Cal Orcko is a small town that is situated three miles south of the city of Sucre in Bolivia. It is home to the largest and most spectacular collection of dinosaur footprints of the Cretaceous era.
Even though the site remained closed for almost eight years after this paleontological discovery, it has been opened for visitors now.
The most prominent tracks on the limestone wall are those of the quadrupedal titanosaurs. The tracks of the bipedal, carnivorous dinosaurs can also be found across the entire wall.
Other dinosaur species whose footprints were found on the wall include the theropods, ornithopods, ankylosaurs, and quadrupedal ornithopods.
The wall gives an impression that the dinosaurs were walking vertically. But in reality, the wall was originally the floor of a shallow lake from the Cretaceous period. It was due to tectonic movements that the floor became vertical.
According to geologists, the floor of the lake has moved several times as a result of tectonic plate movement. Sixty-eight million years ago, the floor was walked upon by hundreds of dinosaurs leaving behind their footprints in the process.
The unique climate fluctuations at Cal Orko, Bolivia are believed to be the reason behind the spectacular presence of paleontological remains.
When drought hit the area, the tracks solidified. Wet weather returned once again and sealed the footprints below layers of sediment and mud. Experts believe that this wet-dry pattern was repeated as many as seven times which led to the prints getting preserved on the floor of the lake.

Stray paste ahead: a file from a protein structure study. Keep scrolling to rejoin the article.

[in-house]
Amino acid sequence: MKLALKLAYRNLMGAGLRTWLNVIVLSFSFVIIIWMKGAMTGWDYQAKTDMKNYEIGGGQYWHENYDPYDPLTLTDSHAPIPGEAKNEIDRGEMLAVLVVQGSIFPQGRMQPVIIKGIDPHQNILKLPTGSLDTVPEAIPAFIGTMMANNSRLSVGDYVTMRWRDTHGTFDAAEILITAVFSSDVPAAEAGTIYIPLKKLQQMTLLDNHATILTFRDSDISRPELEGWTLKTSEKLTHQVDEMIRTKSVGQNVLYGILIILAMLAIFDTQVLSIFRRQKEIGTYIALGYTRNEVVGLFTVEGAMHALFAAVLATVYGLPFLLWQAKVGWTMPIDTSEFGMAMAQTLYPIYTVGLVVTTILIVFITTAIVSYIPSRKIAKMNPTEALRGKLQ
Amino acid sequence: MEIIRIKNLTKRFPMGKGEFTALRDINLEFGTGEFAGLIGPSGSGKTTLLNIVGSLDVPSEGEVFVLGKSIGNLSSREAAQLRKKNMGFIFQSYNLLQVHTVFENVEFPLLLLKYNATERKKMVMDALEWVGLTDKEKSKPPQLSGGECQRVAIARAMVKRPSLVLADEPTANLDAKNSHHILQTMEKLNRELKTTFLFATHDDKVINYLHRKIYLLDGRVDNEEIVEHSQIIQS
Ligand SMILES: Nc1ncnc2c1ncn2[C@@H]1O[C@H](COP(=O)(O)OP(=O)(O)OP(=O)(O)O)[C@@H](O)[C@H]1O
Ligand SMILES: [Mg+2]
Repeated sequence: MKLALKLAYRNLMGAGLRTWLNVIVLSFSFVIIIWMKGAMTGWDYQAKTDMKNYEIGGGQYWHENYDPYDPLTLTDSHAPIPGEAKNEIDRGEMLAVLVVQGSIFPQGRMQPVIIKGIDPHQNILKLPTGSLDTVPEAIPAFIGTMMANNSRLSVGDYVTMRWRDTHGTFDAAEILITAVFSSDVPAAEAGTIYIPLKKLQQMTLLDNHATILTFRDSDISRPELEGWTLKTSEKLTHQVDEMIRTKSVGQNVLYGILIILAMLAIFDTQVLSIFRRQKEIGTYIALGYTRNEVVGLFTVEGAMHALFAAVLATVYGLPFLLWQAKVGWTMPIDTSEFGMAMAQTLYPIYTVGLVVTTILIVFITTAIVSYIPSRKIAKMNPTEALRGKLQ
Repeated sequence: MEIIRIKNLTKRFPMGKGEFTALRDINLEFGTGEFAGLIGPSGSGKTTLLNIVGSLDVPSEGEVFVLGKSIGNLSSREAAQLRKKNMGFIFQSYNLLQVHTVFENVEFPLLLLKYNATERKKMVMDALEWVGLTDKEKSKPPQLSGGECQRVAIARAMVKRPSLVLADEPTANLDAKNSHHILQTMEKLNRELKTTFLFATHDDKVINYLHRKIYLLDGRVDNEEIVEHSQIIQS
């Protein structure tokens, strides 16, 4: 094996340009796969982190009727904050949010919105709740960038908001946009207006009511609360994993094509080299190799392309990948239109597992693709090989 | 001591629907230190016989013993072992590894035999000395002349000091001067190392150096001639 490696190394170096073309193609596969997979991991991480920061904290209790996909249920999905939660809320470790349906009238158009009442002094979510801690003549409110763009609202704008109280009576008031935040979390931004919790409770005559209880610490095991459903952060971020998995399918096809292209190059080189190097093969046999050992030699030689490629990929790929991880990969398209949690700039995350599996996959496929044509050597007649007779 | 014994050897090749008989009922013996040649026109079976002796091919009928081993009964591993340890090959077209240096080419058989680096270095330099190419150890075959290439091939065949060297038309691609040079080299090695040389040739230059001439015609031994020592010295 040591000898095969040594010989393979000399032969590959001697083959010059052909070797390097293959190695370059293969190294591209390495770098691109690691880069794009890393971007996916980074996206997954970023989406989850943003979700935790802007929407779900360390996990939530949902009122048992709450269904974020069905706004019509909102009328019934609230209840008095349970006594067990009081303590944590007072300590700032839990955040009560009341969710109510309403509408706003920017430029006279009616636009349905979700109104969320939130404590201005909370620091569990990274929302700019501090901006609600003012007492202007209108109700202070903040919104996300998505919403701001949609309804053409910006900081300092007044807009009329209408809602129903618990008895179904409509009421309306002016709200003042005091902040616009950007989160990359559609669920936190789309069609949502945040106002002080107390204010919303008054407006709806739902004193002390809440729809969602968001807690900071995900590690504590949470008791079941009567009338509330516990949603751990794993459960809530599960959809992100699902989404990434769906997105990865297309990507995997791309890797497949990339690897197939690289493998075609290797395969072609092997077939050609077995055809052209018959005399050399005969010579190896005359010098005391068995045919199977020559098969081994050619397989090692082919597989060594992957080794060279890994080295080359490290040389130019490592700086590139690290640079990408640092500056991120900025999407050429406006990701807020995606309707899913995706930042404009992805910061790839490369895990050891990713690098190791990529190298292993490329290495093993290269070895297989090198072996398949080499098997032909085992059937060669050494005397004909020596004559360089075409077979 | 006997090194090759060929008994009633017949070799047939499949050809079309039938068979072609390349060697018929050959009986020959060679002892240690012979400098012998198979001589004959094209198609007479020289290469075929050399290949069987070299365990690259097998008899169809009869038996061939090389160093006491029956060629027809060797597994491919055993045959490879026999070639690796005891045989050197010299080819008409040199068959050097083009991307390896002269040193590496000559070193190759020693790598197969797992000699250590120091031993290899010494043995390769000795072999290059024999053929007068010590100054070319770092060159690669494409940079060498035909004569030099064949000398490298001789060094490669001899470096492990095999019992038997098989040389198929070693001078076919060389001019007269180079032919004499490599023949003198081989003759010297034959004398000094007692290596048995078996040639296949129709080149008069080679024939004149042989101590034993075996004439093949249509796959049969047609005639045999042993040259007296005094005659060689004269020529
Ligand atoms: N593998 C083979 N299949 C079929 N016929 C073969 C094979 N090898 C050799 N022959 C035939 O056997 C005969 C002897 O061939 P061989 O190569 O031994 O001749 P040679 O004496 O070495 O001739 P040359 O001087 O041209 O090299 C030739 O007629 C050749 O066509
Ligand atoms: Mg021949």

And the best part was that tectonic activities shifted the floor into a vertical viewing angle, enabling this wonderful paleontological spectacle to be viewed by the species that continued living on this planet after the dinosaurs.
The Cal Orko Parque Cretacico hosts a museum, and models of dinosaurs, fossils, and related paleontological information and offers a guided, one-hour tour to a few selected areas of the dinosaur footprint wall.
The guides point out the footprints of the Theropods (carnivorous dinosaurs) and Sauropods (long-neck herbivores). Lengths of the footprint trackways range from 26 feet to as long as an amazing 65 feet.
This amazing limestone slab serves as a record and offers a glimpse of the ever-changing history that took place in the Cretaceous era.